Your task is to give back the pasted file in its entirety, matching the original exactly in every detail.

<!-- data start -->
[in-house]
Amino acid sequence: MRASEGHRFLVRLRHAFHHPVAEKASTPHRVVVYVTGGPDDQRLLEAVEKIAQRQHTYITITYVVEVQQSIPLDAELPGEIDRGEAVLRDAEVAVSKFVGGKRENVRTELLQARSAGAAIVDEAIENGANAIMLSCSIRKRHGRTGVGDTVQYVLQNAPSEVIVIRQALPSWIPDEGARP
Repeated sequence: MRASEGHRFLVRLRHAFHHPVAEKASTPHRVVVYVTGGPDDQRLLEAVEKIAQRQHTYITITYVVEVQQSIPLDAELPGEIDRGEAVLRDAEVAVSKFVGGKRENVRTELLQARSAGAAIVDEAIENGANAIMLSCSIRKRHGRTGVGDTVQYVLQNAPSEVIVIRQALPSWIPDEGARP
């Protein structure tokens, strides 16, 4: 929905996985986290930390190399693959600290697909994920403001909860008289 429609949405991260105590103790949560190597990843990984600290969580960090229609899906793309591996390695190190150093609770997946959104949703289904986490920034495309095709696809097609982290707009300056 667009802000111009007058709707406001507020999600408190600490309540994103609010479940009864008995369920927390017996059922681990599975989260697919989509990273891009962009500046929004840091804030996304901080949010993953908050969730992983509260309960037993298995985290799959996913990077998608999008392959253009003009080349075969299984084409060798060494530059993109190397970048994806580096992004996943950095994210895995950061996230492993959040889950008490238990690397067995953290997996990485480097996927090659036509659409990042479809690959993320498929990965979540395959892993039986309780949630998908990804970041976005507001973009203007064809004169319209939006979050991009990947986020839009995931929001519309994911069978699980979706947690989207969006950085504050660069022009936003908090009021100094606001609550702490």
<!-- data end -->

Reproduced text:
[in-house]
Amino acid sequence: MRASEGHRFLVRLRHAFHHPVAEKASTPHRVVVYVTGGPDDQRLLEAVEKIAQRQHTYITITYVVEVQQSIPLDAELPGEIDRGEAVLRDAEVAVSKFVGGKRENVRTELLQARSAGAAIVDEAIENGANAIMLSCSIRKRHGRTGVGDTVQYVLQNAPSEVIVIRQALPSWIPDEGARP
Repeated sequence: MRASEGHRFLVRLRHAFHHPVAEKASTPHRVVVYVTGGPDDQRLLEAVEKIAQRQHTYITITYVVEVQQSIPLDAELPGEIDRGEAVLRDAEVAVSKFVGGKRENVRTELLQARSAGAAIVDEAIENGANAIMLSCSIRKRHGRTGVGDTVQYVLQNAPSEVIVIRQALPSWIPDEGARP
């Protein structure tokens, strides 16, 4: 929905996985986290930390190399693959600290697909994920403001909860008289 429609949405991260105590103790949560190597990843990984600290969580960090229609899906793309591996390695190190150093609770997946959104949703289904986490920034495309095709696809097609982290707009300056 667009802000111009007058709707406001507020999600408190600490309540994103609010479940009864008995369920927390017996059922681990599975989260697919989509990273891009962009500046929004840091804030996304901080949010993953908050969730992983509260309960037993298995985290799959996913990077998608999008392959253009003009080349075969299984084409060798060494530059993109190397970048994806580096992004996943950095994210895995950061996230492993959040889950008490238990690397067995953290997996990485480097996927090659036509659409990042479809690959993320498929990965979540395959892993039986309780949630998908990804970041976005507001973009203007064809004169319209939006979050991009990947986020839009995931929001519309994911069978699980979706947690989207969006950085504050660069022009936003908090009021100094606001609550702490």